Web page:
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Jacobs: Is there a way past Standing Rock?

As a journalist, I believe that all times are interesting, but some are more interesting than others. These are the most interesting that I remember. English has a word for these times. They are fraught--as my dictionary explains, "bearing promis...

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As a journalist, I believe that all times are interesting, but some are more interesting than others. These are the most interesting that I remember. English has a word for these times. They are fraught-as my dictionary explains, "bearing promise or menace."

Certainly this is true on the national scene, but it is also true right here in the home state.

We North Dakotans seem to have stumbled into a situation at Standing Rock. However you feel about the rightness of the cause or the tactics on either side, Standing Rock has changed the dynamics of race relations in North Dakota.

That's all that's clear, though.

Native people have demanded to be heard-and not heard only about the location of a pipeline, but about history, land and spirituality. What that means, we don't yet know.

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Some truths are immutable. The past is past. Native and white people share this space. There is a disproportionate distribution of power between white and Native.

The great challenge is to accept the past, to admit that injustice cannot now be undone, to work together to ameliorate conditions as we find them and to build a relationship that we all respect.

Another challenge is to avoid provocation for its own sake. For law enforcement, that's means imposing only the force needed to protect lives and property and to keep peace. For protesters, it means no flagrant challenges.

All of this will take leadership of a different kind than we saw from legislators last week. Canceling the traditional speech by a Native leader during opening week of the legislative session is not a gesture of peace, but a gesture of defiance. More than that, it is a gesture of fear.

We white folks have got to get over our fear of what native people are telling us about how this situation became so fraught. This doesn't mean that we have to tolerate trespass, riot and rustling. Those things are illegal.

It does mean that we have to get very close to our consciences-individual and societal. We need to hear what Native people have to say. We need to listen. We need to understand.

We need to revise our attitudes toward Native people. Racial attitudes in North Dakota are deeply ingrained, and they are mostly not very accepting. Anyone listening to comments about the Fighting Sioux nickname and logo controversy recognizes that. Anyone overhearing a conversation about the pipeline protest in a small town café knows it, too.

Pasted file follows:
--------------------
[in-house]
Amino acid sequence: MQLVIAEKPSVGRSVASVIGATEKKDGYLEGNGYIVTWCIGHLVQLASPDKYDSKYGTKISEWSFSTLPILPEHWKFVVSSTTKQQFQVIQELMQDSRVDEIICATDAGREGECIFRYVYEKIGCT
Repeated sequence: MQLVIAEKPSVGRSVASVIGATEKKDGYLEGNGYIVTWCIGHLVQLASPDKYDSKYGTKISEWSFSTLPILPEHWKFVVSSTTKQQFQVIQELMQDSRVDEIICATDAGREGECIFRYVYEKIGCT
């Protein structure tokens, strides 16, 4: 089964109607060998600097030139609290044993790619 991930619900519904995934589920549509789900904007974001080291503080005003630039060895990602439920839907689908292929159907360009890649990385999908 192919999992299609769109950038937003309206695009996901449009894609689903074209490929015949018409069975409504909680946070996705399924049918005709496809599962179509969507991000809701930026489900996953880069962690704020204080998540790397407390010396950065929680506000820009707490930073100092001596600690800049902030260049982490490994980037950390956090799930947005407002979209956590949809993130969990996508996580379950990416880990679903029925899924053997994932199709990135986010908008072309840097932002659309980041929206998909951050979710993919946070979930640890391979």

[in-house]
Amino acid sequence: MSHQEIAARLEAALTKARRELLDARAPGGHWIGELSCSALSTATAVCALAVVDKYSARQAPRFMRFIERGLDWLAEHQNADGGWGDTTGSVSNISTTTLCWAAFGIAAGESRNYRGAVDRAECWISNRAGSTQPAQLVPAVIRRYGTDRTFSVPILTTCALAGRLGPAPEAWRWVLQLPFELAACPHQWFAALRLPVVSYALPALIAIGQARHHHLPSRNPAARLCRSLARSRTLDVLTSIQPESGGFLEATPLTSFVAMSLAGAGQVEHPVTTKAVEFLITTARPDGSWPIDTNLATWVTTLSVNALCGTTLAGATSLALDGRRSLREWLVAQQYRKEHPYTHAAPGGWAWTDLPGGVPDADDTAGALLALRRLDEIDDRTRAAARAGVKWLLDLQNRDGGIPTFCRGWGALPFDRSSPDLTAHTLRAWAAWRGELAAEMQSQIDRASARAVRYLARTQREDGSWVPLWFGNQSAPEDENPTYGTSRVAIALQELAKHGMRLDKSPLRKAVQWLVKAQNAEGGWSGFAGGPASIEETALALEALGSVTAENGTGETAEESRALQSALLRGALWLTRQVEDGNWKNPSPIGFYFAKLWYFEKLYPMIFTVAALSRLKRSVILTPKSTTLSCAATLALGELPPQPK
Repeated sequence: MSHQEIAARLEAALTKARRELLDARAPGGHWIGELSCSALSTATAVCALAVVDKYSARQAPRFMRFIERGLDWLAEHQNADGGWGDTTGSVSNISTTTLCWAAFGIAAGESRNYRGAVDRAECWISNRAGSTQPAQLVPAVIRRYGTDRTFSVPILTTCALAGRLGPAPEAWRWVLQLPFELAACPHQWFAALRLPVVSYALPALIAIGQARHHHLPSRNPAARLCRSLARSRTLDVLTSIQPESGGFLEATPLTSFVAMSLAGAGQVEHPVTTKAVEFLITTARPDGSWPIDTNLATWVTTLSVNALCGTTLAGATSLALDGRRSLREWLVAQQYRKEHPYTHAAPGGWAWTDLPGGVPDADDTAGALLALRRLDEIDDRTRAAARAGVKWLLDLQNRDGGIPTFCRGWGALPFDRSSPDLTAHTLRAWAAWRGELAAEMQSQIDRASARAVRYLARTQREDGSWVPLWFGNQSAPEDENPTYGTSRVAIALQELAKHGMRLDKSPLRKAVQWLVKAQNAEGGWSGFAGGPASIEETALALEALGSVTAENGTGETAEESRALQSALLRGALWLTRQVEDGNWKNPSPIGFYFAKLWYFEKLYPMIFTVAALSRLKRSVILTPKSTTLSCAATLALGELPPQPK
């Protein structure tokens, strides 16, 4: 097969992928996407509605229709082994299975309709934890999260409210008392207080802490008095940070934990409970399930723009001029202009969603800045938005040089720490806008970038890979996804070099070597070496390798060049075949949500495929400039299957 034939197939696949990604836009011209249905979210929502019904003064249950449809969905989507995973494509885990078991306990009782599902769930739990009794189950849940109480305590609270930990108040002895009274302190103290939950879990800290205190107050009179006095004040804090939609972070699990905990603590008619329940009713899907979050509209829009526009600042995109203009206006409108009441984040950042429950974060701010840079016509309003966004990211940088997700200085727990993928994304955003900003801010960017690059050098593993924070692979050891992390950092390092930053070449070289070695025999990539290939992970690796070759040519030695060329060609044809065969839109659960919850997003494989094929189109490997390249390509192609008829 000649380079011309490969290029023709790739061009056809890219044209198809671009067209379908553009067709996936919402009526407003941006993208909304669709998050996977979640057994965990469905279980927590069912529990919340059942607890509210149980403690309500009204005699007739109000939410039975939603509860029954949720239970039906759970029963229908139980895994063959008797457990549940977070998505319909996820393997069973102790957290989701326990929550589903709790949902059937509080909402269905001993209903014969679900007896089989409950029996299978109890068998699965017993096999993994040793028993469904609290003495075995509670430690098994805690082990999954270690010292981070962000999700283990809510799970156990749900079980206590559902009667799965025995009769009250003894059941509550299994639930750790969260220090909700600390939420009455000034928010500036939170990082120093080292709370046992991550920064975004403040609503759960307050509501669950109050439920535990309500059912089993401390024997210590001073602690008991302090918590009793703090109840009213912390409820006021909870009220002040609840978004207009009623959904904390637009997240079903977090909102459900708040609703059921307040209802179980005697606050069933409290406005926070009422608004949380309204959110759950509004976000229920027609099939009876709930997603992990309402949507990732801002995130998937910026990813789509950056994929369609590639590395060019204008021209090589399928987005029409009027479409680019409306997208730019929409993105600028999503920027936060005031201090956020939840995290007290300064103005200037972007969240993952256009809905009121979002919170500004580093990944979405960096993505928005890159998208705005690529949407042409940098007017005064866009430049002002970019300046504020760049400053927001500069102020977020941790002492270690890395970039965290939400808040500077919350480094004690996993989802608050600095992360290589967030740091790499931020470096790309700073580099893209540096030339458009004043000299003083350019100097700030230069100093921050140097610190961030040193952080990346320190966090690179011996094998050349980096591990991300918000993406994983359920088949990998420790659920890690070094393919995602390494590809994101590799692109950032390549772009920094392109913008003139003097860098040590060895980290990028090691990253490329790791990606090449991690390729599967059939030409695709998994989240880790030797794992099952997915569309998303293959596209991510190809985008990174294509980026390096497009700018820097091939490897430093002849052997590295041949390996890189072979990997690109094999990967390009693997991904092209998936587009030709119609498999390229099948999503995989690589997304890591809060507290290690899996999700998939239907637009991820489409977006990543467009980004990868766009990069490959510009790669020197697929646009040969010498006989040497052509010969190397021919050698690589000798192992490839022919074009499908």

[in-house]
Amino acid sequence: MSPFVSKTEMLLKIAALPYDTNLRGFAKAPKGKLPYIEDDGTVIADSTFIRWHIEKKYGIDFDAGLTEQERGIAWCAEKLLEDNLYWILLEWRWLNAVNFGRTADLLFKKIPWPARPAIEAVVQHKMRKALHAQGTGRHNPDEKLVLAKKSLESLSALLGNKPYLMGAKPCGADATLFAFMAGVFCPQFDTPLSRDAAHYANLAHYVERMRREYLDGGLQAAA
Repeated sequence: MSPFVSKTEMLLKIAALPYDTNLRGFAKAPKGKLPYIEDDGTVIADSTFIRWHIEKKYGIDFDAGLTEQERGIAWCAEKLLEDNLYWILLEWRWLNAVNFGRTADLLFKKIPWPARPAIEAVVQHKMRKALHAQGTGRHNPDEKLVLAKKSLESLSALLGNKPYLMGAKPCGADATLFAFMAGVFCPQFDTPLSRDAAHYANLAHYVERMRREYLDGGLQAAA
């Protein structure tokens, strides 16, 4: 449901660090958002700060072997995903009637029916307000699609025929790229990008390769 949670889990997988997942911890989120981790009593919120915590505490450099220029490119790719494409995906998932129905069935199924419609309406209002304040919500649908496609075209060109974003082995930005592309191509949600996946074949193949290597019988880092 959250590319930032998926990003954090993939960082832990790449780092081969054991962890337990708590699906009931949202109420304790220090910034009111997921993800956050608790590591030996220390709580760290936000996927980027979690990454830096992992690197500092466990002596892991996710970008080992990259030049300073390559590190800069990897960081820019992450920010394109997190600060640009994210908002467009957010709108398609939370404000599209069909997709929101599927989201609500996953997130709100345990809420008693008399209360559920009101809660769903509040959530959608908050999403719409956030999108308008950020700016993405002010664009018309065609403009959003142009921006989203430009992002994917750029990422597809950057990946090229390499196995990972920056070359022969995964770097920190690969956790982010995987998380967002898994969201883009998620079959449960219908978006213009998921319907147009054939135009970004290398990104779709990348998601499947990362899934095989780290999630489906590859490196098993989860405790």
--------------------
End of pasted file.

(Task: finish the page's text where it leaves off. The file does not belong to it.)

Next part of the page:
We need to concede that truth.

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We need to resist these attitudes-in ourselves-every day.

It's hard to see the resolution of the impasse at Standing Rock, if we look only at the narrow issue of a pipeline route. The Dakota Access Pipeline is an important infrastructure project. The nation would demand the oil even if we North Dakotans didn't want to provide it. Nor is there anything especially egregious about the location of the pipeline, given the safety features built into it. Wherever it's located, it surely is safer than transportation by rail.

Of course, the protest at Standing Rock is not about a pipeline. It is much more: a cry from the heart of indigenous people who have come to assert their humanity and to demand our attention.

Nor is the protest limited to Standing Rock. An awful lot has been said and written about people coming from outside the state to join the protest. It's true that the vast majority of people arrested have been from other places. Last week, there was a flurry about protesters being paid.

Fact is, opinion is a commodity in our country. I am paid to share my opinions. Scott Hennen, the talk show host who raised this issue, is paid for his.

This protest is much more than a local issue. It is about Native heritage, Native rights and Native identity. It's a demand to be heard.

How we North Dakotans respond will say a great deal about us. So far, what is being said is not very pleasant hearing. We can argue that it's unjust, of course, but the injustice of an inaccurate television report? Well, that hardly merits mention in the greater context that the Standing Rock protests have raised.

So, what is the way forward?

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That's what we all need to think about, especially the new governor, especially the legislative leadership.

It's not too late to open our ears and our hearts.

It's not too late to avoid the menace in this situation. It's not too late to grasp the promise.

Disclaimer: This is a poor effort, I know, but citizens! We have to try.

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